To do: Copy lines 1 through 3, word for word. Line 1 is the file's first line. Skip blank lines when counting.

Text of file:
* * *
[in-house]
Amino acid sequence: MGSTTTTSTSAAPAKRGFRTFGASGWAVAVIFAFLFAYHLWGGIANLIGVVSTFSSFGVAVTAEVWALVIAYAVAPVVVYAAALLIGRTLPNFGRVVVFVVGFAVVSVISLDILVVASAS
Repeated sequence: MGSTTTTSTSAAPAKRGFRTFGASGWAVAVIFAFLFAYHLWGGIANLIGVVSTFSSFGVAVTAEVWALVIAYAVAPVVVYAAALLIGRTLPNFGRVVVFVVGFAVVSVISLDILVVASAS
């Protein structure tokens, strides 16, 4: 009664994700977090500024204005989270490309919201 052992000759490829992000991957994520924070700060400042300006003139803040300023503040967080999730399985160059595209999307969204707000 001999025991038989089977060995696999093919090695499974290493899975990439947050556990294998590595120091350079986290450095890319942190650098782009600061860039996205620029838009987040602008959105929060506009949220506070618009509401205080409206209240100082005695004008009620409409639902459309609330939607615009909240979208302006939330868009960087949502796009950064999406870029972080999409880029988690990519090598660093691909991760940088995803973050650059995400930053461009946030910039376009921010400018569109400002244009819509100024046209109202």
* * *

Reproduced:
[in-house]
Amino acid sequence: MGSTTTTSTSAAPAKRGFRTFGASGWAVAVIFAFLFAYHLWGGIANLIGVVSTFSSFGVAVTAEVWALVIAYAVAPVVVYAAALLIGRTLPNFGRVVVFVVGFAVVSVISLDILVVASAS
Repeated sequence: MGSTTTTSTSAAPAKRGFRTFGASGWAVAVIFAFLFAYHLWGGIANLIGVVSTFSSFGVAVTAEVWALVIAYAVAPVVVYAAALLIGRTLPNFGRVVVFVVGFAVVSVISLDILVVASAS